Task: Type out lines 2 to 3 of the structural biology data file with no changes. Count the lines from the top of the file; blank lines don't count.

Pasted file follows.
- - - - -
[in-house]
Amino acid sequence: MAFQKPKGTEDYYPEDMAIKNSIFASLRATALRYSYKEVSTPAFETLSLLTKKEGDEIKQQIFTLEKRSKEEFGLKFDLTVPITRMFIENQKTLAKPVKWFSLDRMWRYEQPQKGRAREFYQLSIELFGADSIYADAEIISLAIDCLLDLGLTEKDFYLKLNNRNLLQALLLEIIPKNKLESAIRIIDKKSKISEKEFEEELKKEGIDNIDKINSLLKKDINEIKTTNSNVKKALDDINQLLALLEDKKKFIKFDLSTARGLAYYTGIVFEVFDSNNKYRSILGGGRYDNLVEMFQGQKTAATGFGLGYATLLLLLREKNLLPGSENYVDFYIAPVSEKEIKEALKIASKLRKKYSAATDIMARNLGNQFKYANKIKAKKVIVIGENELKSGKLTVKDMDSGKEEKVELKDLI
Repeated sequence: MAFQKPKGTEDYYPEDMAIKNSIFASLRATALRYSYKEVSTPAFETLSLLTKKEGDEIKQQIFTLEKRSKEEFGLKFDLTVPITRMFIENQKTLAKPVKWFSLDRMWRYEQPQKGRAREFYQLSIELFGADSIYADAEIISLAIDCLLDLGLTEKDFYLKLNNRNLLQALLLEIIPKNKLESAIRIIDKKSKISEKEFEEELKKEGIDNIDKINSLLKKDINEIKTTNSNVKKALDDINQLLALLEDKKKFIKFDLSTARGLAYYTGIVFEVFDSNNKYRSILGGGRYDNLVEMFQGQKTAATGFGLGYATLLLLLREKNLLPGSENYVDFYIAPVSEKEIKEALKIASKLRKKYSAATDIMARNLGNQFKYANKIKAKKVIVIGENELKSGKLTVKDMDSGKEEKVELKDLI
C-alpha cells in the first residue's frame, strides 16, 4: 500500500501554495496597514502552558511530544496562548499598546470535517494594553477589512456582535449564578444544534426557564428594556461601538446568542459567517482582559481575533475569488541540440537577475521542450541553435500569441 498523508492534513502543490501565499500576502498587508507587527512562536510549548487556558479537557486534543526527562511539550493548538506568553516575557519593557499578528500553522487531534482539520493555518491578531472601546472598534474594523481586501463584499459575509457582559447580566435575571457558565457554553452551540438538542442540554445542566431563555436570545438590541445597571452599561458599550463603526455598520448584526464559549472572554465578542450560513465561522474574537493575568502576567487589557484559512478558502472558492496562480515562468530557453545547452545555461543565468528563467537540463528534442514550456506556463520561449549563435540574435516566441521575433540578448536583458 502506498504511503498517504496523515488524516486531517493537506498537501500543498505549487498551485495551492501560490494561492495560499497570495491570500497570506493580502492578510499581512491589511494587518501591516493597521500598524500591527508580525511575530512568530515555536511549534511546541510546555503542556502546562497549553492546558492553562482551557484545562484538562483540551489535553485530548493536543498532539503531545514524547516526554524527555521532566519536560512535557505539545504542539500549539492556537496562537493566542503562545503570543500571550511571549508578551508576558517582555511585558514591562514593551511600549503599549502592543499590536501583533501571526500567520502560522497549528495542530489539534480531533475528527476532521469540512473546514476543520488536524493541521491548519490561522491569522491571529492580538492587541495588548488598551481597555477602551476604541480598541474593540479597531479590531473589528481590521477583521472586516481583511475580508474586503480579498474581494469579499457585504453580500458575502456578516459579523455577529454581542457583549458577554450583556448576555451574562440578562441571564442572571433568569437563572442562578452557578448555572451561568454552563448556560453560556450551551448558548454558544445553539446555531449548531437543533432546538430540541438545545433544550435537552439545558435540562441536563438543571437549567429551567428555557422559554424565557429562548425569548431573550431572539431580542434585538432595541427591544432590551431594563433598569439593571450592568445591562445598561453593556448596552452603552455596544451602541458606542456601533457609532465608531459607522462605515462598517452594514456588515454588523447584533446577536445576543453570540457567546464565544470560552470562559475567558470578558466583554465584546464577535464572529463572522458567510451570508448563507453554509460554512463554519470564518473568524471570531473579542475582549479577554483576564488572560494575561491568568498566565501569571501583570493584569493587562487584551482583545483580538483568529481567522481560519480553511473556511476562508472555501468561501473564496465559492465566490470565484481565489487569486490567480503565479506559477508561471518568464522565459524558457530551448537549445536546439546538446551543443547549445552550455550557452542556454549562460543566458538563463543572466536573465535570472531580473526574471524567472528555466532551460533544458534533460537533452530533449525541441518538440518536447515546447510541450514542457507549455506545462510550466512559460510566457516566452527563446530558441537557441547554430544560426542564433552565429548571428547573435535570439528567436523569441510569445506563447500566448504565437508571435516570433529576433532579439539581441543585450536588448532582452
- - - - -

Amino acid sequence: MAFQKPKGTEDYYPEDMAIKNSIFASLRATALRYSYKEVSTPAFETLSLLTKKEGDEIKQQIFTLEKRSKEEFGLKFDLTVPITRMFIENQKTLAKPVKWFSLDRMWRYEQPQKGRAREFYQLSIELFGADSIYADAEIISLAIDCLLDLGLTEKDFYLKLNNRNLLQALLLEIIPKNKLESAIRIIDKKSKISEKEFEEELKKEGIDNIDKINSLLKKDINEIKTTNSNVKKALDDINQLLALLEDKKKFIKFDLSTARGLAYYTGIVFEVFDSNNKYRSILGGGRYDNLVEMFQGQKTAATGFGLGYATLLLLLREKNLLPGSENYVDFYIAPVSEKEIKEALKIASKLRKKYSAATDIMARNLGNQFKYANKIKAKKVIVIGENELKSGKLTVKDMDSGKEEKVELKDLI
Repeated sequence: MAFQKPKGTEDYYPEDMAIKNSIFASLRATALRYSYKEVSTPAFETLSLLTKKEGDEIKQQIFTLEKRSKEEFGLKFDLTVPITRMFIENQKTLAKPVKWFSLDRMWRYEQPQKGRAREFYQLSIELFGADSIYADAEIISLAIDCLLDLGLTEKDFYLKLNNRNLLQALLLEIIPKNKLESAIRIIDKKSKISEKEFEEELKKEGIDNIDKINSLLKKDINEIKTTNSNVKKALDDINQLLALLEDKKKFIKFDLSTARGLAYYTGIVFEVFDSNNKYRSILGGGRYDNLVEMFQGQKTAATGFGLGYATLLLLLREKNLLPGSENYVDFYIAPVSEKEIKEALKIASKLRKKYSAATDIMARNLGNQFKYANKIKAKKVIVIGENELKSGKLTVKDMDSGKEEKVELKDLI